UNDP supports bold reforms in Mauritius
Since its independence in 1968, Mauritius has successfully transformed itself from a low income, mono-crop agricultural economy based largely on sugarcane, to an upper middle-income country with a gross national income (GNI) per capita of US$8,570 in 2012. Economic growth has been accompanied by significant progress in the areas of human development, governance and economic freedom and Mauritius has remained resilient in the wake of the world economic crisis. These results have been made possible through the implementation of a bold reform agenda to which a transition from a culture of administration to a focus on performance in the public sector has progressively contributed.
- Since the introduction of Programme-Based Budgeting, Mauritius has put in place a budget management process which, by linking public resources to clear and agreed outcomes and outputs and providing a framework for reporting on results, has encouraged stronger accountability on performance.
- In early 2012 the Government of Mauritius decided to initiate the formulation of a 10yr National Plan, termed the ‘Economic and Social Transformation Plan (ESTP)’.
Emmanuel Bor, Technical Advisor (PFM), Ministry of Finance and Economic Development, Budget Strategy and Management Directorate explains “Strengthening performance information in the budget system is a good thing, making people accountable and knowing who are the delivery units responsible for achieving outputs is a good idea, but they are good ideas only if you have the preconditions met, which was the case for Mauritius,”
With the support of UNDP, PBB was introduced in 2007 in what the Collaborative Africa Budget Reform Initiative (CABRI) calls the ‘big bang’ approach; meaning that it was rolled out to all Ministries and Departments simultaneously rather than being piloted in selected institutions. PBB is an integrated approach, which has changed the focus of the Mauritian budgetary process from an input-based annual activity to a performance-based exercise with a key objective: improving expenditure efficiency and effectiveness by systematically linking funding to results through the use of performance information. Embedded in a 3-year Medium Term Expenditure Framework, PBB is aimed at allocating public resources in line with government’s priorities and improving the performance orientation of the budget process.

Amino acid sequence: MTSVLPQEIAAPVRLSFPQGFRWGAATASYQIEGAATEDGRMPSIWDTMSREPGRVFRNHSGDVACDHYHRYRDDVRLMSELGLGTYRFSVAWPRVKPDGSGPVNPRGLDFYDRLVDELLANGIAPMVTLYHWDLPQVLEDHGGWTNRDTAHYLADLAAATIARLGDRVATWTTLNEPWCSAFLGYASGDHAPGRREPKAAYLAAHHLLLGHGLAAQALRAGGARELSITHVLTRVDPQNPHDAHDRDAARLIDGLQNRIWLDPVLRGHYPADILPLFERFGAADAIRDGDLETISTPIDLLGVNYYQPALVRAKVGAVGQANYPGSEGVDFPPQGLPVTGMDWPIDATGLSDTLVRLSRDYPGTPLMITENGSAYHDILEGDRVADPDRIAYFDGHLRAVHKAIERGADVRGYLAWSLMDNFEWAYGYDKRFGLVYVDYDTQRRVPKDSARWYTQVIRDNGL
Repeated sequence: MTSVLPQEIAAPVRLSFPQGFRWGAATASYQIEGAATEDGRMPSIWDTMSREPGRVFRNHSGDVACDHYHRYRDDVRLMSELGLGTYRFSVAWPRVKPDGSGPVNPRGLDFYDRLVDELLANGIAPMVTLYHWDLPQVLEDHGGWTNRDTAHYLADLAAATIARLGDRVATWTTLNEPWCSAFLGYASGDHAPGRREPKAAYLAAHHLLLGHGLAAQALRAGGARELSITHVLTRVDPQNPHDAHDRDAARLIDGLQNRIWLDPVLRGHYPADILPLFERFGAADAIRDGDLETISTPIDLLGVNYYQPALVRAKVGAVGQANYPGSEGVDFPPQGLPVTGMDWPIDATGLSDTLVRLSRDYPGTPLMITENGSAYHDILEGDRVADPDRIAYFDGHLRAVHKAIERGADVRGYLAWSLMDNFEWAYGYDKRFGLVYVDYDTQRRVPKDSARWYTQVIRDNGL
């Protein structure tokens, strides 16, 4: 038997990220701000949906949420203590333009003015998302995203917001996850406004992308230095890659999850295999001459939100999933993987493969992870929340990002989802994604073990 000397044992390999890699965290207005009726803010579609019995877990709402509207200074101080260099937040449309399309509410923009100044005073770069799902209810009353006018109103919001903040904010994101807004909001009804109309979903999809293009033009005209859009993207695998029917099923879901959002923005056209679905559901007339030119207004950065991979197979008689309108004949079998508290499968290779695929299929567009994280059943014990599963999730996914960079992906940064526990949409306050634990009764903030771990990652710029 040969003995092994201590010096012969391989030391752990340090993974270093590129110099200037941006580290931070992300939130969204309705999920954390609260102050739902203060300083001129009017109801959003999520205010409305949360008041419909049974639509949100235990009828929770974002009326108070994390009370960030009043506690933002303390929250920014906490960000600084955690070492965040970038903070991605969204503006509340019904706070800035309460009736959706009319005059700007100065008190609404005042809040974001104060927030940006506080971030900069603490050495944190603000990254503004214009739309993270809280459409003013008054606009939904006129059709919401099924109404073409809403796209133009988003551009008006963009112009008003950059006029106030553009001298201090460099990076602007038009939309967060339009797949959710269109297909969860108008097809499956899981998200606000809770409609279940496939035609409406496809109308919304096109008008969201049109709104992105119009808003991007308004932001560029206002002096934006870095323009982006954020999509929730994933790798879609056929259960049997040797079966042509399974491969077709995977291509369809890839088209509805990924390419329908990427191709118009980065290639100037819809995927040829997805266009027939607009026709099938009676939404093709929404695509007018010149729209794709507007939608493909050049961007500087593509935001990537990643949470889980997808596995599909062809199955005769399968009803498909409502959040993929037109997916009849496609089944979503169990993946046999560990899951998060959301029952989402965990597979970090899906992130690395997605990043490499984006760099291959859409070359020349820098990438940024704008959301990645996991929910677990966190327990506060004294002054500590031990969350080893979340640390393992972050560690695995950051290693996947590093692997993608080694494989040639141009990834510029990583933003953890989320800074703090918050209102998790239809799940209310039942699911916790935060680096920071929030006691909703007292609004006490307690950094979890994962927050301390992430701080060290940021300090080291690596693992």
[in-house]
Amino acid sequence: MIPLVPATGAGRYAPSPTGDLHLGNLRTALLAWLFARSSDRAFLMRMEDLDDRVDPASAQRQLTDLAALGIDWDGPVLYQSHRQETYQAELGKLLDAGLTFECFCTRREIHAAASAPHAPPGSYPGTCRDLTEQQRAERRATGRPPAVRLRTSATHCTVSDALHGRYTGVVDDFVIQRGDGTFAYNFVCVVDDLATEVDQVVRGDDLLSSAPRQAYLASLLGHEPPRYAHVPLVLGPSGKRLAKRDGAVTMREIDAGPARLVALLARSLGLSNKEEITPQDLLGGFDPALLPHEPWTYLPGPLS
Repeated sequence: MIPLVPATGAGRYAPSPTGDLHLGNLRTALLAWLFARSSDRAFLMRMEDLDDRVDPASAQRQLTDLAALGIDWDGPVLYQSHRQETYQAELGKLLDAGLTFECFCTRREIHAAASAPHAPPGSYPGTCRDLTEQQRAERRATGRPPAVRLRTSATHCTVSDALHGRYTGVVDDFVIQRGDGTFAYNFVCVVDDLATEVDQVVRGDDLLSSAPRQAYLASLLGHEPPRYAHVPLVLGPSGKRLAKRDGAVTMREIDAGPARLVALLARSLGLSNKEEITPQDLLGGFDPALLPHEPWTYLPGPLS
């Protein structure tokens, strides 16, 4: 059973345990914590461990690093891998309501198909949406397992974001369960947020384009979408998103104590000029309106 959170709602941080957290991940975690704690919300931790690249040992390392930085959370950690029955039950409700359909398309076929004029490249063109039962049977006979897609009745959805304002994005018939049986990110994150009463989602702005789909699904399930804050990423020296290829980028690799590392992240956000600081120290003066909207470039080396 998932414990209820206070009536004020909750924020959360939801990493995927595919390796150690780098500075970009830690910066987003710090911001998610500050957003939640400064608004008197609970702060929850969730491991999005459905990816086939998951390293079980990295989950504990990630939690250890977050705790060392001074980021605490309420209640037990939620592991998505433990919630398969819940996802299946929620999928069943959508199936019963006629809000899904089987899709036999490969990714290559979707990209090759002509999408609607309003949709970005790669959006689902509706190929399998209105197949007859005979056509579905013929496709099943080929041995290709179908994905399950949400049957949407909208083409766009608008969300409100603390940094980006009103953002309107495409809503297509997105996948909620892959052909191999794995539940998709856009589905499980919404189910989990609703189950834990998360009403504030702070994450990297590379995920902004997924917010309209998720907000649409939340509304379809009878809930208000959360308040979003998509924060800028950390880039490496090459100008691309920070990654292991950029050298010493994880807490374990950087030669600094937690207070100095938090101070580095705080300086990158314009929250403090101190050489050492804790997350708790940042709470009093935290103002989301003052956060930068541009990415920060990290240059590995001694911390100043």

The PBB reform has received continuous technical support from UNDP since the preparatory phase in areas such as designing the reform; preparation of all the necessary legislative changes (e.g. modification of Finance and Audit Act); adapting the information management system to be able to measure execution of budget under the PBB format; formulation of the PBB Manual (which is part of the financial regulations); working directly with the Ministries to design their programmatic structure and the training of over 800 civil servants.
Since the introduction of Programme-Based Budgeting, Mauritius has put in place a budget management process which, by linking public resources to clear and agreed outcomes and outputs and providing a framework for reporting on results, has encouraged stronger accountability on performance. Under UNDP’s guidance, all Ministries prepared 3-year PBB strategic plans for the first time in 2011. An evaluation of public finance management undertaken in 2011 demonstrated significant progress in comparison to a previous evaluation prior to the PBB project in 2006. In addition, Mauritius has received international recognition for its budget reforms, leading to requests to share its experience with several other countries. In promotion of South-South collaboration, the Ministry of Finance and Economic Development organized study tours on PBB reform for three delegations of senior budget officials from the Maldives, Zanzibar and Burkina Faso in 2013.